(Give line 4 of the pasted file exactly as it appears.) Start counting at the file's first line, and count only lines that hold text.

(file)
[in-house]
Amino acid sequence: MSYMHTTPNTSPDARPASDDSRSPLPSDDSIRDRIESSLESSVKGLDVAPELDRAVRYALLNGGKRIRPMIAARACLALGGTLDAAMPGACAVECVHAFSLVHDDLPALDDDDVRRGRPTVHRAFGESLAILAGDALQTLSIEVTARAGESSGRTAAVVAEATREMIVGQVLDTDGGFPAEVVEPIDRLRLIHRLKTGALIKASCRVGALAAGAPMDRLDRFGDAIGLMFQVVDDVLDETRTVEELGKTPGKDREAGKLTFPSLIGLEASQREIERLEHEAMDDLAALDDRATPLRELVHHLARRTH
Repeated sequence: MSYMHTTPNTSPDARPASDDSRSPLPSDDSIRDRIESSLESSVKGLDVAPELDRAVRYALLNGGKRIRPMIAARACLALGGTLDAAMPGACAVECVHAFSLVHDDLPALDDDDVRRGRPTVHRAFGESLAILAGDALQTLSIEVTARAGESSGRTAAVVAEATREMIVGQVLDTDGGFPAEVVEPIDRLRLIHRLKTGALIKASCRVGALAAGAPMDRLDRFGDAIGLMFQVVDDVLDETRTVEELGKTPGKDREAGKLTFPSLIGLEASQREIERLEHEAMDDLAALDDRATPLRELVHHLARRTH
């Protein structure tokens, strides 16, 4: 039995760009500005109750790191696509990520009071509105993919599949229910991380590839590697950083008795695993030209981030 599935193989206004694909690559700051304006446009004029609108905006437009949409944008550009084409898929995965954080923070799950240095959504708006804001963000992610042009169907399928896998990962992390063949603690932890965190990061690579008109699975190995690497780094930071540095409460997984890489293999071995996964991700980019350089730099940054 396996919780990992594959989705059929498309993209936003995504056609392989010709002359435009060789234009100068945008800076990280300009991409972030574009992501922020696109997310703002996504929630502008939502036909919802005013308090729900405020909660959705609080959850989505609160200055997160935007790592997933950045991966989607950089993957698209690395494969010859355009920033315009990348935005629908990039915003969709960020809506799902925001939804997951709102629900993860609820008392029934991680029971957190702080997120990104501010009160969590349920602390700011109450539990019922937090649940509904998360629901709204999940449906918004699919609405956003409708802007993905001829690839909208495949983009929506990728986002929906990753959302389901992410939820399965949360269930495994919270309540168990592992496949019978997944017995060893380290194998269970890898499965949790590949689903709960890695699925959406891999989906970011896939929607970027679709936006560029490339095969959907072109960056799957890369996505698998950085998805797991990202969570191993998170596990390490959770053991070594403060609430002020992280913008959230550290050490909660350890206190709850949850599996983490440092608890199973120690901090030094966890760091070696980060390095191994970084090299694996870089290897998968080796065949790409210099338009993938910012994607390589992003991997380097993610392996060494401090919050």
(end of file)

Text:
């Protein structure tokens, strides 16, 4: 039995760009500005109750790191696509990520009071509105993919599949229910991380590839590697950083008795695993030209981030 599935193989206004694909690559700051304006446009004029609108905006437009949409944008550009084409898929995965954080923070799950240095959504708006804001963000992610042009169907399928896998990962992390063949603690932890965190990061690579008109699975190995690497780094930071540095409460997984890489293999071995996964991700980019350089730099940054 396996919780990992594959989705059929498309993209936003995504056609392989010709002359435009060789234009100068945008800076990280300009991409972030574009992501922020696109997310703002996504929630502008939502036909919802005013308090729900405020909660959705609080959850989505609160200055997160935007790592997933950045991966989607950089993957698209690395494969010859355009920033315009990348935005629908990039915003969709960020809506799902925001939804997951709102629900993860609820008392029934991680029971957190702080997120990104501010009160969590349920602390700011109450539990019922937090649940509904998360629901709204999940449906918004699919609405956003409708802007993905001829690839909208495949983009929506990728986002929906990753959302389901992410939820399965949360269930495994919270309540168990592992496949019978997944017995060893380290194998269970890898499965949790590949689903709960890695699925959406891999989906970011896939929607970027679709936006560029490339095969959907072109960056799957890369996505698998950085998805797991990202969570191993998170596990390490959770053991070594403060609430002020992280913008959230550290050490909660350890206190709850949850599996983490440092608890199973120690901090030094966890760091070696980060390095191994970084090299694996870089290897998968080796065949790409210099338009993938910012994607390589992003991997380097993610392996060494401090919050």